Read the rest

New iPad Pros are coming out of the box already bent

It hasn't been a good year for Apple. The company's had to confirm that they've been throttling speeds of older iPhones to maintain battery efficiency. They were caught throttling their latest MacBook Pros to well below their advertised base processor speeds in order to deal with the thermal demands of the chipset inside of them. iOS 11 was buggy as all get out. Worst of all, the keyboards that are baked into almost all of the laptop computers sold by Apple over the past few years are so delicate that dust or a crumb getting beneath a key cap could be cause for costly repair.

The problem was such that a class action lawsuit over it was launched and Apple, caught up in a PR nightmare, was forced to start offering free repairs for their faulty input devices to all comers. The release of the company's latest crop of iPad Pro tablets, unfortunately, seems to have fallen into line with this new quality control status quo.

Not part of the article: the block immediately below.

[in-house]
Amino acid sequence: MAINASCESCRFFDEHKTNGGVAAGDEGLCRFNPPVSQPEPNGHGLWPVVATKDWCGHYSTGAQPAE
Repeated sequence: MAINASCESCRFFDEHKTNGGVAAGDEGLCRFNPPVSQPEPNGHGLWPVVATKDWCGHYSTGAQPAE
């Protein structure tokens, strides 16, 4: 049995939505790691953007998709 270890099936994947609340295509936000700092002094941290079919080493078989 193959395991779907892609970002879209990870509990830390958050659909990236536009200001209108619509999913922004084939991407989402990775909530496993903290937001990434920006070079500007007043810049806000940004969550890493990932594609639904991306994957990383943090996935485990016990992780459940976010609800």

A few days ago, The Verge contacted Apple over the online rumors, later reinforced with hands-on demonstrations, that the new iPad Pro was so thin that it proved hilariously easy to bend. Some owners of the tablet also complained that the tablet came to them ever-so-slightly warped, right out of the box. The Verge's Chris Welch was among the victims of the industrial design tomfoolery. He reported that he could personally vouch for the issue:

...my 11-inch iPad Pro showed a bit of a curve after two weeks.

Read the rest

Fearing for their lives, 60,000 people have fled Nicaragua

Hundreds of Nicaraguans who took to the streets over the last eight months to protest President Daniel Ortega's corrupt government have been forced into hiding and, in some cases, to flee the country for their own safety. It's the end result of the Nicaraguan government's crackdown against protesters who voiced their outrage over Ortega's plans to gut the nation's social security system.

From The New York Times:

...many people in this desperately poor Central American nation now live in a bleak new reality. They have exchanged their routine lives as lawyers, engineering majors, radio broadcasters and merchants for one of ever-changing safe houses, encrypted messaging apps and pseudonyms.

They are hiding from an increasingly authoritarian state that is methodically tracking down those who participated in the large-scale and often violent protests against the government of President Daniel Ortega and his wife, Vice President Rosario Murillo.